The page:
This is historical material “frozen in time”. The website is no longer updated and links to external websites and some internal pages may not work.

Search form

Job Clubs & Employment Ministries: On the Front Lines of Getting Americans Back to Work

The Center for Faith-based and Neighborhood Partnerships at the Department of Labor is reaching out to job clubs to prepare 20th century workers for the 21st century workforce.

Preparing 20th century workers for the 21st century workforce; these words describe the mission of Tuesdays with Transitioners, a job club run by Jennifer Oliver O’Connell at the Congregational Church of Northridge in Northridge, CA.

This week, I had the opportunity to hear first-hand how job clubs like Jennifer’s are helping Americans get back to work during a roundtable event organized by my department’s Center for Faith-based and Neighborhood Partnerships (CFBNP). For example, Jennifer utilizes social media and the latest technology, including tools such as LinkedIn to train all of her job club members how to network.

The event also marked the launch of a new project by the CFBNP to reach out to the many job clubs – also known as career ministries, network groups, and work search roundtables, among other names – across the country and link them with the public workforce system, including DOL’s network of 3,000 One-Stop Career Centers.  

To encourage collaboration between job clubs and the workforce system, CFBNP has partnered with DOL’s Employment and Training Administration to issue a Training and Employment Notice on job club partnerships. They have also launched an interactive web site, a Community of Practice  where job club coordinators and others can connect with each other to share success stories, promising practices, as well as tools and materials.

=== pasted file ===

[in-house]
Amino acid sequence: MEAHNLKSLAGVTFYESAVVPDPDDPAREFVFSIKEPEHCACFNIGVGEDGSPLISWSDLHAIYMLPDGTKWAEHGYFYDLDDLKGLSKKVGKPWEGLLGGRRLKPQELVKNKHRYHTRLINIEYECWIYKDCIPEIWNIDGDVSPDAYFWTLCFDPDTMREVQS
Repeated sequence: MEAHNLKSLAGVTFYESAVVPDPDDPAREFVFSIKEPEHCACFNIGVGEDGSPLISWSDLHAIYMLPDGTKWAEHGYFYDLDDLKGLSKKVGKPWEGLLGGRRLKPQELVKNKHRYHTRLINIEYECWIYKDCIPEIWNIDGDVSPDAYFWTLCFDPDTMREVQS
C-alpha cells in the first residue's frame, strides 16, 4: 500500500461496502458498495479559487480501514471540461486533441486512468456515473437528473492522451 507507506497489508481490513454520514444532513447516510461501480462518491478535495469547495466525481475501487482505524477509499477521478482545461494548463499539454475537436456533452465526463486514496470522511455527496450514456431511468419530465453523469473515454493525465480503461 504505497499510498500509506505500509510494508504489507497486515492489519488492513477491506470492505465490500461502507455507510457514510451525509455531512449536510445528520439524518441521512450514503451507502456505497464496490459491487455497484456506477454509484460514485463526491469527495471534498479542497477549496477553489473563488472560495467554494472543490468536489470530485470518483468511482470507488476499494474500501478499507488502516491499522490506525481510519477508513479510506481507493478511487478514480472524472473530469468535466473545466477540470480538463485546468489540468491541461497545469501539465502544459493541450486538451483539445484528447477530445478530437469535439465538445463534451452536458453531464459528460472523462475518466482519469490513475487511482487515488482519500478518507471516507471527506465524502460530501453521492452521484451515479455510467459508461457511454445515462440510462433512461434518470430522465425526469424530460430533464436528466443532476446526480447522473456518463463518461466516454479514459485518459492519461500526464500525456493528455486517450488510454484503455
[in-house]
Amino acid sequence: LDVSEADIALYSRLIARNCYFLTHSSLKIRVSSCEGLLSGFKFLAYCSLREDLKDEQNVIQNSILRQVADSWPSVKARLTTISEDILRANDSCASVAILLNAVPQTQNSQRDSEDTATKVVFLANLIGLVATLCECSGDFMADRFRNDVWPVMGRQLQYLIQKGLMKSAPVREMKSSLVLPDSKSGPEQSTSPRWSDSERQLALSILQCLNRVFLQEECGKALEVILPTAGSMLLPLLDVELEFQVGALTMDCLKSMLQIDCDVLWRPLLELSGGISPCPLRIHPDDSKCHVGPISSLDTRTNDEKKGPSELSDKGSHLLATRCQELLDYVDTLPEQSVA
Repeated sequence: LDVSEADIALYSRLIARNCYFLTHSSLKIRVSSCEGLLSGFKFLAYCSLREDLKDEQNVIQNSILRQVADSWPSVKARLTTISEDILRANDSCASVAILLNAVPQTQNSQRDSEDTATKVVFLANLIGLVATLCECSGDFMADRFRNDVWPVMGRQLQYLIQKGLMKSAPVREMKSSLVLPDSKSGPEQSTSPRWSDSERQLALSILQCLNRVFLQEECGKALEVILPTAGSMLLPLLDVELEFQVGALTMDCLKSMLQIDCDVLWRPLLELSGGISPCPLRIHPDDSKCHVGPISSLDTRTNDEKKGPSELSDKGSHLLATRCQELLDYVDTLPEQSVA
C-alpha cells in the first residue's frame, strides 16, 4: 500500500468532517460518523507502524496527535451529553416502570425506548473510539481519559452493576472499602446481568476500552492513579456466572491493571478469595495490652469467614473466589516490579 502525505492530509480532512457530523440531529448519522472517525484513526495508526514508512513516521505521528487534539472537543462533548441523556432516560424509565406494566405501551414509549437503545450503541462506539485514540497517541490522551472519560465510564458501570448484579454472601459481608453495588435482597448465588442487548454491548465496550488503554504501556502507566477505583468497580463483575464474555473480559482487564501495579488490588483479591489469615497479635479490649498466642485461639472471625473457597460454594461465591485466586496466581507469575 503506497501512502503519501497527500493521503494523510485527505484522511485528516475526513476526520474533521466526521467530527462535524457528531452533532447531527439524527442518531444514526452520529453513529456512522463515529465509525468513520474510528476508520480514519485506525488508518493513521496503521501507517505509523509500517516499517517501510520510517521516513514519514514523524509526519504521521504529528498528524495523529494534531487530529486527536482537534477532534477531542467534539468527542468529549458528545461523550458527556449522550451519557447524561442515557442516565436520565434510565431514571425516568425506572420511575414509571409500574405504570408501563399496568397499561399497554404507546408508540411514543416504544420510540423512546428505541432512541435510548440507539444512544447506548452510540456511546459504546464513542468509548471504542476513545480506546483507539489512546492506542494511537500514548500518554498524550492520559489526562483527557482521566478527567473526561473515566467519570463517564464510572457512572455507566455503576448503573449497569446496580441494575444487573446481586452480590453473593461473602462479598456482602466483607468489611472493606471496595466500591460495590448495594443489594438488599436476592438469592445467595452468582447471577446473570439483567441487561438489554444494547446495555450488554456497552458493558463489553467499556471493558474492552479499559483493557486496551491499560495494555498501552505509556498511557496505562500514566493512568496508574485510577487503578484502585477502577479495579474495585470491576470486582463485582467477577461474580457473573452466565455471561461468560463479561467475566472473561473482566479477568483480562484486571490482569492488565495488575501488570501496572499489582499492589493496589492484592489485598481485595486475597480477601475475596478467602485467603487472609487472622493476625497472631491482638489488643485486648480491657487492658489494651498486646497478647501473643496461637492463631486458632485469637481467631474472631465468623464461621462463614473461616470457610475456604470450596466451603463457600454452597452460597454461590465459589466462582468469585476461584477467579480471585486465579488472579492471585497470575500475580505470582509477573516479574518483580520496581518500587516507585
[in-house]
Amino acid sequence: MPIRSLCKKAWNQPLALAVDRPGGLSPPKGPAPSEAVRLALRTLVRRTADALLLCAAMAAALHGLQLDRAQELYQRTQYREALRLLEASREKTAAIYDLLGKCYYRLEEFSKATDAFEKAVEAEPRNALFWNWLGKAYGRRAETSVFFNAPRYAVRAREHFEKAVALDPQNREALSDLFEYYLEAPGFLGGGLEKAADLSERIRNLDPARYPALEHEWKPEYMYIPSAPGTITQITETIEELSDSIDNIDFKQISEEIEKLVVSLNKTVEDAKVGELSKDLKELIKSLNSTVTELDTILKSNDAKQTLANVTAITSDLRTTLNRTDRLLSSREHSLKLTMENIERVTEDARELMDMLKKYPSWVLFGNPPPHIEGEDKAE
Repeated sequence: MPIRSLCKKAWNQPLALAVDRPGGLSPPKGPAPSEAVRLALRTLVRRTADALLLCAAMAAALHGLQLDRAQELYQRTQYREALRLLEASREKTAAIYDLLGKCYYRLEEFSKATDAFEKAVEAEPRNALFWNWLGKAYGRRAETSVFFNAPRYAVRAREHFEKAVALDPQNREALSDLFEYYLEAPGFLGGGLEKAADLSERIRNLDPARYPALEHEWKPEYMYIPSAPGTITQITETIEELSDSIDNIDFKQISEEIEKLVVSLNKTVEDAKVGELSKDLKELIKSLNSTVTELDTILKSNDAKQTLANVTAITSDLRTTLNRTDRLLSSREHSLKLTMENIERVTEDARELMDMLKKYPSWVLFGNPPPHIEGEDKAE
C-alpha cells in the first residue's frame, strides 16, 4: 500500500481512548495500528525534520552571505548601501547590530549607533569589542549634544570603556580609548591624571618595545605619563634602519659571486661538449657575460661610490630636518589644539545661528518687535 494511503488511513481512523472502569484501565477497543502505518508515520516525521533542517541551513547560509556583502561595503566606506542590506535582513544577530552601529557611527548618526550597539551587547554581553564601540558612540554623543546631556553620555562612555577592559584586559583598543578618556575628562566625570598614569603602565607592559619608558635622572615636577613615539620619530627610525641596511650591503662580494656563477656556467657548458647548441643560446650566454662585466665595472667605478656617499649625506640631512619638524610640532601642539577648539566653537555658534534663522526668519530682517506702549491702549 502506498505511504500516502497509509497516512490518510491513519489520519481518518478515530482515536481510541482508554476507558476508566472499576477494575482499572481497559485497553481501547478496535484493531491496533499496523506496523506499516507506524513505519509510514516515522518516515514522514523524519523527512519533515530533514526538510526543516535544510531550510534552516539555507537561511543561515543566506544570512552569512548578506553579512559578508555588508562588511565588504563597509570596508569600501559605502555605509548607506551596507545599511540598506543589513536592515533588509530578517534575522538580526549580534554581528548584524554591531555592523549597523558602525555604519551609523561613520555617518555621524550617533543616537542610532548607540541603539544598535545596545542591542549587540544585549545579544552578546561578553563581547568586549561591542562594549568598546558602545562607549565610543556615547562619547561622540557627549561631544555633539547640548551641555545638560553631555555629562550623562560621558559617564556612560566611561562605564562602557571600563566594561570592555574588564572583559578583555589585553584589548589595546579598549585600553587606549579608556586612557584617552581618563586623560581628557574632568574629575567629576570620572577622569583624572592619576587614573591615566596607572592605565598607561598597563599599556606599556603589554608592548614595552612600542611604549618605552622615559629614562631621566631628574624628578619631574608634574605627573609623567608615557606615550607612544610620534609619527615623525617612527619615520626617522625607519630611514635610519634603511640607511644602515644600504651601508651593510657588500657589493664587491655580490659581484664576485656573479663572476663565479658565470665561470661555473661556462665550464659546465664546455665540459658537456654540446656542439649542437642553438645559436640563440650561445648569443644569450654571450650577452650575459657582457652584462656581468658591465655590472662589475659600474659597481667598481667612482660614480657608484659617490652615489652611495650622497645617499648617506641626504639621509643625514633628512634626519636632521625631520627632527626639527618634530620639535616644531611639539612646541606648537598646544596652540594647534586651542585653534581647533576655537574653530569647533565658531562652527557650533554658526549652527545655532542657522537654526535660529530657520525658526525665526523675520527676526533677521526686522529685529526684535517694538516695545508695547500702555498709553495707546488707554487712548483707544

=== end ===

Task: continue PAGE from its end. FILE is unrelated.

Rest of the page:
For displaced workers, many of whom are out of work for the first time in 20 or 30 years, job clubs provide advice and guidance on employment opportunities. And more importantly, as I learned listening to our roundtable participants, they create a sense of belonging and a community of emotional support, understanding, and empowerment for individuals who have lost a job through no fault of their own.

Job clubs are truly an American institution. Many are hosted by churches, synagogues, and other religious institutions, as well as secular community organizations like local public libraries. They are often run by volunteers who answer the call of duty to help out their fellow neighbors and community members. I think Ken Soper, who has set up jobs clubs in Grand Rapids and throughout Western Michigan, summed this notion of service well when he stated that job club coordinators follow one of the most universal maxims across religions and beliefs, the Golden Rule: Do unto others as you would have them do unto you.

View the recorded webcast of the roundtable.  

Hilda L. Solis serves as the Secretary of Labor